India selects Typhoon & Rafale for MMRCA shortlist - Part 2

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Philip
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Re: India selects Typhoon & Rafale for MMRCA shortlist - Par

Postby Philip » 27 Dec 2011 13:10

Just cross-checking with facts,the M-2000 upgrade for 50+ aircraft is $2.4 billion without the cost of wesponry (80cr. or 800cr?,can't figure this stat. out s numbers wrren't given.)The figure thus given for an M-200 upgrade is not $24m but $41m! Apparently even withi the IAF there were doubts as to the expense of upgrading the aircrft,in comparison wiht the coist of acquirng the extra 28MIG-29Ks at just under $1B.

The decision not to order more M-2000s was squshed by the MOD.In retrospect,the deal wss badly contracted,without even incrmental upgrdes as those planned for the MKIs nvisaged and contracted/planned for.One must remember however that this deal was completed even before the MIG-29s were acquired,meant to match the F-16s that Pak was getting,and the lack of vision of all concerned could be understood in the context of that era and availablity of funds,etc.Nevertheless,even with legacy programmes like the MIG-21,we've seen incremental upgrades steadily from early Fishbeds to MIG-21 Bis st. and onto the Bison upgrade.The M-2000 upgrade took off only after Sarko's visit in 2007,and actually concides with the entire MMRCA tender,passed before the MMRCA resultis announced.This timing leaves a lot of unnswered Qs and a bad taste in the mputh,as we could've gotten ourselves brand new Gripens for approx. the cost of an upgraded M-2000!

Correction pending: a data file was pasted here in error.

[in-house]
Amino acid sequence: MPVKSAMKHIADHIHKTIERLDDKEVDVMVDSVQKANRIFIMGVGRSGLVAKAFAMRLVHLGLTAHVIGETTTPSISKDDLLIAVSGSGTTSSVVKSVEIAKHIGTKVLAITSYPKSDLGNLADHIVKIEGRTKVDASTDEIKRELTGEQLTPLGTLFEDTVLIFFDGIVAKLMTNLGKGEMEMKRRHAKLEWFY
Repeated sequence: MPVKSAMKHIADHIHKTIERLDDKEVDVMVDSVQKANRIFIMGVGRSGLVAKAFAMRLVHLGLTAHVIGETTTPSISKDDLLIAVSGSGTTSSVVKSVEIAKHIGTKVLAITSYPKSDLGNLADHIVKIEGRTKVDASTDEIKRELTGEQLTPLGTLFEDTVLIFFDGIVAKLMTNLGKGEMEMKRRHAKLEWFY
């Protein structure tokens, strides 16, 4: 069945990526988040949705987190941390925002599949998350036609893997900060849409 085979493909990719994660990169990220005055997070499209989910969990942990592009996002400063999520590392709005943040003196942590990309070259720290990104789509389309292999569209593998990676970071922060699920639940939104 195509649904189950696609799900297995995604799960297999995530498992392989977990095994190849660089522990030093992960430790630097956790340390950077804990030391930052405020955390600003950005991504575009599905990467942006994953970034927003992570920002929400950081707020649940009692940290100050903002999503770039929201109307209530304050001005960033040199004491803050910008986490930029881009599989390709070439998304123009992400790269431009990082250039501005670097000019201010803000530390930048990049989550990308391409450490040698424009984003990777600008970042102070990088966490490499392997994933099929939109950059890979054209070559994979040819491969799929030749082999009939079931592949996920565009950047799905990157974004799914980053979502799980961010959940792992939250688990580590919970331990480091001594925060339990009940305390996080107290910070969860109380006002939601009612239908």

Was the M-2000 upgrade therefore France's "quota" that spoke of earlier? If so,I now understand the context of a private conversation in recent times.If I have correctly judged the context,then it's the Typhoon all the way!

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Re: India selects Typhoon & Rafale for MMRCA shortlist - Par

Postby chandanus » 27 Dec 2011 13:29

Better get S-300 or 400 .. license manufactured in country !!!

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Re: India selects Typhoon & Rafale for MMRCA shortlist - Par

Postby arthuro » 27 Dec 2011 14:23

As for the Mirage 2000 upgrade price I read on last friday french weekly Air&Cosmos that it will be the most advanced mirage 2000 ever developped even more advanced than the UAE Mirage 2000-9.